In New York, a court acquitted a Russian programmer accused of stealing sensitive materials
On Monday, July 6, a New York court acquitted Sergei Aleinikov, a programmer from Russia, who was accused of embezzling software when he left Goldman Sachs.
The trial between Aleinikov and his former employer Goldman Sachs started back in 2009 year. A native of Moscow, who received American citizenship, he worked at Goldman Sachs as a programmer for a little over two years, working on the development of computer programs and technical support for the bank’s trading system.
In July, 2009, Aleinikov left Goldman Sachs, moving to Teza Technologies. A month later, he was arrested at New York Airport.
According to the prosecution, shortly before leaving the bank, in June 2009, the programmer uploaded thousands of files to the third-party server that contained the program code. The prosecutor’s office accused Aleinikov of embezzling codes that he intended to use in a new startup. Aleinikov himself pleaded not guilty.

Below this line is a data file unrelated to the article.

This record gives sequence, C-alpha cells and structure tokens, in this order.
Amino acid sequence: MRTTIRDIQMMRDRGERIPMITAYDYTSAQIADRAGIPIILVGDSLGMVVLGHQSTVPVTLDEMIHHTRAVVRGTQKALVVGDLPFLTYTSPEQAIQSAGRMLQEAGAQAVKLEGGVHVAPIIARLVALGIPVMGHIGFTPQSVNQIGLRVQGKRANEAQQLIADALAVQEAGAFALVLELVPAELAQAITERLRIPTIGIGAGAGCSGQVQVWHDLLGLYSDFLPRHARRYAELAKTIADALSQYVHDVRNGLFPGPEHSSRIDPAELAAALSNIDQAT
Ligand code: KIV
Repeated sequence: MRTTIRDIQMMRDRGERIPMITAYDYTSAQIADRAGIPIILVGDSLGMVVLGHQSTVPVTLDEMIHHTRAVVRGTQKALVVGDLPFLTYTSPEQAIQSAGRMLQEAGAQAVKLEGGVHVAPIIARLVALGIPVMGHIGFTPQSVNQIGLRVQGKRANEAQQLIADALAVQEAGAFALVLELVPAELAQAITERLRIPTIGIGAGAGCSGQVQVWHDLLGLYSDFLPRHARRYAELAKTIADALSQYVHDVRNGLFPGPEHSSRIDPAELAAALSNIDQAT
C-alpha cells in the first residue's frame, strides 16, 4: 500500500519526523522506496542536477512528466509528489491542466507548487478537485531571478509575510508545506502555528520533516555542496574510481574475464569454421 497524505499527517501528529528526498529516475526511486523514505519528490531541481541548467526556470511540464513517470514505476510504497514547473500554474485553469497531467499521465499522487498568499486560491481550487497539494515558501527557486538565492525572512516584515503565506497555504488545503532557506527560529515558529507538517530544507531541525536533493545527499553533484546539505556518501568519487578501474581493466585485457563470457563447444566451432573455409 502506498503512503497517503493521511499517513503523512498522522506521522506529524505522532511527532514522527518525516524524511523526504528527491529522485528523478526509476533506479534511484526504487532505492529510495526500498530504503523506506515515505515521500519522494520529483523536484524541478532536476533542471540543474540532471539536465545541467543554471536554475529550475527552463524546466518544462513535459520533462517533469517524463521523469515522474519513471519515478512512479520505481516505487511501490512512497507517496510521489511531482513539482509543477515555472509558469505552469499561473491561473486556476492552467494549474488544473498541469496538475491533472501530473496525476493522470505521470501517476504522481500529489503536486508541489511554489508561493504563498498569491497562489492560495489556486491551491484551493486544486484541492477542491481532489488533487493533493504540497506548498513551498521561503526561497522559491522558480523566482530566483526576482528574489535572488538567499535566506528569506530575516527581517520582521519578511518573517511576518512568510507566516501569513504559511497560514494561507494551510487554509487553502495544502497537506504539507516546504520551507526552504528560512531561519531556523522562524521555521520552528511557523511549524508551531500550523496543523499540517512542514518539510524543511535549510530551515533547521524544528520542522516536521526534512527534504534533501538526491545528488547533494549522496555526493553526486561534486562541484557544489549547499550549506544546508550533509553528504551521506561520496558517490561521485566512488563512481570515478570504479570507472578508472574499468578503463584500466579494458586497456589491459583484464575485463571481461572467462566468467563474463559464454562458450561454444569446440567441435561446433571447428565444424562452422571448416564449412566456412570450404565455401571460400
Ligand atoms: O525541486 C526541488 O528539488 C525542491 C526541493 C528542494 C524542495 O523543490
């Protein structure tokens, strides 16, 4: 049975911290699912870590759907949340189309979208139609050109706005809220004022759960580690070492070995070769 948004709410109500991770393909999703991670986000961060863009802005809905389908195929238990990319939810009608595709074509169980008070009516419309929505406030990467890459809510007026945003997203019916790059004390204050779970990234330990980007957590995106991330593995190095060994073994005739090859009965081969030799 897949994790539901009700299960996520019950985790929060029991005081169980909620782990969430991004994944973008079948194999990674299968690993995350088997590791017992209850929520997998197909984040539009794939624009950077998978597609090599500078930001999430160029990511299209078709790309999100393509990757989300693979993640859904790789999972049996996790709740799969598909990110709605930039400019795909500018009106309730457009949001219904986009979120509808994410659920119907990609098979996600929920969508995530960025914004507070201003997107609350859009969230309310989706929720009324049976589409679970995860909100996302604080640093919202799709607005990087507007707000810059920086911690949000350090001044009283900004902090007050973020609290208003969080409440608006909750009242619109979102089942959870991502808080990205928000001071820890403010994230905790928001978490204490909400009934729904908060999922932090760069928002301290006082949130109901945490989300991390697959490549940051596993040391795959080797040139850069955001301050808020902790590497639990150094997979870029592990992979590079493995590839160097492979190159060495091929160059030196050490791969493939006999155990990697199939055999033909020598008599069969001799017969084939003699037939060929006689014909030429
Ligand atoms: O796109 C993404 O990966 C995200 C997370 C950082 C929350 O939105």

In March 2011, he was sentenced to eight years in prison for stealing business secrets, but in February, 2012 went free by decision of the Court of Appeal, which ruled that the program code can not be physical property. The court unanimously agreed with Aleinikov’s statement that he did not have the code physically. In addition, during an arrest in July 2009, the programmer stated that he was copying files that were only publicly available, not knowing that confidential data was being downloaded along with them.
However, in August 2012, the American Prosecutor's Office pushed against Aleinikov new charges. In the spring of 2015, a jury convicted him of stealing a code.
In a court decision from 6 in July 2015, Judge Daniel Convaiser noted that the prosecution could not prove the illegal use of secret codes. According to the judge, the law 1967 of the year to which she referred does not correspond to modern realities: half a century ago, lawmakers could not foresee technologies that allow instantly translating computer code over thousands of kilometers.
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